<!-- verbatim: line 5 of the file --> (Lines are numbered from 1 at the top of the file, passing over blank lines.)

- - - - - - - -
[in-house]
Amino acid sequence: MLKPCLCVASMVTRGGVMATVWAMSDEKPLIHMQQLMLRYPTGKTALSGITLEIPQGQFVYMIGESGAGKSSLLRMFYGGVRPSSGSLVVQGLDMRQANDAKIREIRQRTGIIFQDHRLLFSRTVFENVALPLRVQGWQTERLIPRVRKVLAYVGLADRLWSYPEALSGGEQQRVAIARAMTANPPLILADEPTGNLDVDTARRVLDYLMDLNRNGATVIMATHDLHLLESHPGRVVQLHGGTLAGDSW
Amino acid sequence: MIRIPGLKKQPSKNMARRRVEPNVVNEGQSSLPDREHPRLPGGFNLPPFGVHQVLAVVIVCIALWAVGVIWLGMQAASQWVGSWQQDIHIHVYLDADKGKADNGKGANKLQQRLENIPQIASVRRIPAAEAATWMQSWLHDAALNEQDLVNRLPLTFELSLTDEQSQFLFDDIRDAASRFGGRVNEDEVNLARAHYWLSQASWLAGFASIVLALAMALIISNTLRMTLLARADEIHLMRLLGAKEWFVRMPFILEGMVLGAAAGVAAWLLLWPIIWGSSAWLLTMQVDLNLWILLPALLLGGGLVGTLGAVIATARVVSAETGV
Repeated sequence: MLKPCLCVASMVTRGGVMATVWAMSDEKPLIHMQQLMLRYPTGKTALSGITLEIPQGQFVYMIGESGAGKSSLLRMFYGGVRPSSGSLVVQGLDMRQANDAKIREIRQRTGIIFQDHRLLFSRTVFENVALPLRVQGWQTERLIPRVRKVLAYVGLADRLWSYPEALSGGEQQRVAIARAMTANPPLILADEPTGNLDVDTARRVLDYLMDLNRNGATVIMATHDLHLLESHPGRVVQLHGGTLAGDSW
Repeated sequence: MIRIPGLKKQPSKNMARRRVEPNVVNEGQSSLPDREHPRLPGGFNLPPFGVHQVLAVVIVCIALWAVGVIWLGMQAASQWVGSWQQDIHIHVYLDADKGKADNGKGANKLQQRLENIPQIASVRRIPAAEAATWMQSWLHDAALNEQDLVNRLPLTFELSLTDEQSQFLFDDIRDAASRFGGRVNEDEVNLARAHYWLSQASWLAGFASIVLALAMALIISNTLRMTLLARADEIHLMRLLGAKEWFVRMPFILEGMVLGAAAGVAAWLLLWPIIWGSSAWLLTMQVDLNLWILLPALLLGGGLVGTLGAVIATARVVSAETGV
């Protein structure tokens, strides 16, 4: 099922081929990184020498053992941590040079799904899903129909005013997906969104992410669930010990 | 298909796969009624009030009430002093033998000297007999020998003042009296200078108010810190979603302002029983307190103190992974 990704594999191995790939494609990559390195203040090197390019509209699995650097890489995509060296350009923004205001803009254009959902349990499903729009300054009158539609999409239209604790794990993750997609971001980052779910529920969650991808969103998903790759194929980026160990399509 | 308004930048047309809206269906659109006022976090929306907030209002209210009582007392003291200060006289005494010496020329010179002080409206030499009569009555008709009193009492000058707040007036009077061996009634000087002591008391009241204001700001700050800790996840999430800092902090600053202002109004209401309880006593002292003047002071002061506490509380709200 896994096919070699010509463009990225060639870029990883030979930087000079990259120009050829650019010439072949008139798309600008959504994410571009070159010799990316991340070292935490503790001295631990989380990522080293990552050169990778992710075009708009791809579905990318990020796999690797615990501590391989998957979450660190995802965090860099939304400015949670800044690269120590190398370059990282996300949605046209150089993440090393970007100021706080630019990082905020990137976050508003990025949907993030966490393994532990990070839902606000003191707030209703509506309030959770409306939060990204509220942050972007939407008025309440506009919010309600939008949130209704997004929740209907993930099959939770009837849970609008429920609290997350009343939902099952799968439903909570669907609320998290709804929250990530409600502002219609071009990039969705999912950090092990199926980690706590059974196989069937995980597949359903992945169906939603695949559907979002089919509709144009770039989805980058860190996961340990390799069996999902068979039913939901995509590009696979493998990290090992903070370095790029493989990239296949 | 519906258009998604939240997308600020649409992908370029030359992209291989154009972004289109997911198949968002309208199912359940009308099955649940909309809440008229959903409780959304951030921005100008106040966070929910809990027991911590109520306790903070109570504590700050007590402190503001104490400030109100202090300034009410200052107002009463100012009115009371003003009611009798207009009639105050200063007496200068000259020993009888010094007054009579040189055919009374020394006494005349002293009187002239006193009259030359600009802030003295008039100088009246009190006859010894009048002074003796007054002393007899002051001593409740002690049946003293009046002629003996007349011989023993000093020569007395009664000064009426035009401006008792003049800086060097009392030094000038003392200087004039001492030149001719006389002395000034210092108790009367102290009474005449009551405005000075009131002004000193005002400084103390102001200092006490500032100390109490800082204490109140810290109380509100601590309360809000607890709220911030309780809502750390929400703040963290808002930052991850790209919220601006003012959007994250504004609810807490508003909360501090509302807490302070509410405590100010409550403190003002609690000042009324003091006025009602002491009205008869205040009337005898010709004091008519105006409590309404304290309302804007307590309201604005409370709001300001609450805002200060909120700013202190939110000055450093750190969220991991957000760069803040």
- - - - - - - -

Repeated sequence: MIRIPGLKKQPSKNMARRRVEPNVVNEGQSSLPDREHPRLPGGFNLPPFGVHQVLAVVIVCIALWAVGVIWLGMQAASQWVGSWQQDIHIHVYLDADKGKADNGKGANKLQQRLENIPQIASVRRIPAAEAATWMQSWLHDAALNEQDLVNRLPLTFELSLTDEQSQFLFDDIRDAASRFGGRVNEDEVNLARAHYWLSQASWLAGFASIVLALAMALIISNTLRMTLLARADEIHLMRLLGAKEWFVRMPFILEGMVLGAAAGVAAWLLLWPIIWGSSAWLLTMQVDLNLWILLPALLLGGGLVGTLGAVIATARVVSAETGV